Poverty and its brutal consequences

Street Arabs in Sleeping Quarters (Church Corner). New York, NY, USA, c.1889.

Poverty invokes different kinds of reactions and responses from different people and it has many dimensions. That makes it a very fascinating topic for researchers, philosophers, religious teachers, philanthropists, writers… It can incite brilliant intellectual expositions, economic, karmic or systematic explanations, petty rhetoric or emotional outbursts. But from those who are victim of it, a mention of word poverty, often incites visceral responses which are triggered by the memories of going to bed hungry, backbreaking inhuman labour to earn their living, helplessness of seeing infants struggle to get the basic care. A large number of books have been written about the impact of poverty and what it does to its victims.

However, study and researches keep on throwing surprises. This article, a brilliant narrative by CHRISTIAN H. COOPER someone who experienced poverty and overcame it, provides the biological dimensions of poverty. It aptly describes poverty as a disease.

I am summarizing some of the key points of the article but entire article is a great read.

1. Poverty has  biological effects and these effects can last for more than one generation.

“First, that the stresses of being poor have a biological effect that can last a lifetime. Second, that there is evidence suggesting that these effects may be inheritable, whether it is through impact on the fetus, epigenetic effects, cell subtype effects, or something else.” from Why Poverty is Like a Disease

2.  Poor people are from the outset at disadvantage in most of the merit-based systems and yes, poor people are not poor because they deserved to be poor.

“What kind of a bootstrap or merit-based game can we be left with if poverty cripples the contestants? Especially if it has intergenerational effects? The uglier converse of the bootstrap hypothesis—that those who fail to transcend their circumstances deserve them—makes even less sense in the face of the grim biology of poverty. When the firing gun goes off, the poor are well behind the start line.” from Why Poverty is Like a Disease

3. Those who overcome poverty are exception. And, escaping poverty is a matter of chance, and not a matter of merit.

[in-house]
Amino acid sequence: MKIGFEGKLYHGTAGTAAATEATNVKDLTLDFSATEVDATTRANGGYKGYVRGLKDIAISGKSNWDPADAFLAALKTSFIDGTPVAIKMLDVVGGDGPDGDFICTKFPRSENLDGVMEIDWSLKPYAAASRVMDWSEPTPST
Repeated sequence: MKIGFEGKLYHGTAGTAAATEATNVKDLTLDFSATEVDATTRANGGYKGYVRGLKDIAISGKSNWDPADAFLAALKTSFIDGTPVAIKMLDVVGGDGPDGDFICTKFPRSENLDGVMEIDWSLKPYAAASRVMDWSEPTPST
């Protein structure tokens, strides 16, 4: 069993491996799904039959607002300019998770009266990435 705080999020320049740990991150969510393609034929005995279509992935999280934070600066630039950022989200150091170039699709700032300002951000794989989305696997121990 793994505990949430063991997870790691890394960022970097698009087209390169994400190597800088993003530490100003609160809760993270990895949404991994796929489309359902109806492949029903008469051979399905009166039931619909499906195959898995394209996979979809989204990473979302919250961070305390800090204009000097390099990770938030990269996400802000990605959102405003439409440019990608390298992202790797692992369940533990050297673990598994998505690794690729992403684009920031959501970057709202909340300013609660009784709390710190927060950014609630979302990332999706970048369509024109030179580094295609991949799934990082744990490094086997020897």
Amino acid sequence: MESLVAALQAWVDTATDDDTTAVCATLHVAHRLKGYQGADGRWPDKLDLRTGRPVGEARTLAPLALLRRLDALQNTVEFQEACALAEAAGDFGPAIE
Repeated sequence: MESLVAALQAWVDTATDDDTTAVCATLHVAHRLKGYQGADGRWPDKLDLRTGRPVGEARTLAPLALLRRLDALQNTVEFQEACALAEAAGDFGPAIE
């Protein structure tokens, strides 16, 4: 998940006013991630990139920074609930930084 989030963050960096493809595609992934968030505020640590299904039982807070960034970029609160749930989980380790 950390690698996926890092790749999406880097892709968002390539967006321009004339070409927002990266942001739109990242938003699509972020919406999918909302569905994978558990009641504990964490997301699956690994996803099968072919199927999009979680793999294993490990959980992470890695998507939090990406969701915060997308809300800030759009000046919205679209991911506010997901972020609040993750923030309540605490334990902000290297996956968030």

”Did I show initiative? Sure. And there have been many people who have interpreted my escape from poverty as a confirmation of some foundational meritocracy that justifies the whole system. But the fact is hillbilly country is full of people just as desperate to get out as me, and taking just as inventive a set of measures. Yes, I am the exception that proves the rule—but that rule is that escape from poverty is a matter of chance, and not a matter of merit.” from Why Poverty is Like a Disease

Bihar: A Glorious Past and An Uncertain Future

As I walked past a small hut the chorus of ‘ek duni do.. do duni char.. caught my attention. The sound was coming from the hut on my left. I took  this route many times, but never stopped to have a second look on the hut. It was so commonplace in a village full of huts. I stopped and so did a couple of people who were with me. One of them was a visitor from Japan.

There were around 20 kids in the hut, swaying back and forth and reciting  do ka pahada (table of two). Some of the kids seemed too young to be learning tables.  The teacher was nowhere to be seen.  Yes, this hut was one of the several centres under Integrated Child Development Scheme (ICDS). The kids spotted us, some kids stopped their recital and took stock of us. Soon, they realized that we are some random visitors making them victim of our stupid  curiosity. Soon a young lady, barefoot, hastily covering her head with pallu walked in to the hut. She was the teacher. Suddenly, there was more enthusiasm and participation in the recital.

ICDS Centre in Lalpura, Vaishali

ICDS Centre in Lalpura, Vaishali

There was a sudden onrush of mixed emotions. Nostalgia, pride, frustration, helplessness, happiness and hope were all mingled together. The kids were oblivious of the odds against them. Uncertain of what lies ahead of the hut. Many of them may were there because their parents sent them to get free food there. And, many of them will dropout after this school. But some of them will surely defy many odds to achieve what their parents never dreamt of.

Ashokan Pillar at Kolhua, near Vaishali

Ashokan Pillar at Kolhua, near Vaishali

It was very ironic. We were in Vaishali: birthplace of Lord Mahavir, workplace of Budhha and the capital of the glorious Licchavi clan. The hut was on our way to Ashokan piller and Abhishek Pushkarni : two reminders of our glorious past. Every person that you will meet from this area will not forget to highlight our past glory. I too, do it without fail when I meet someone who wants to know more about my home state. Often, this helps when I am not keen to discuss the embarrassing present and uncertain future.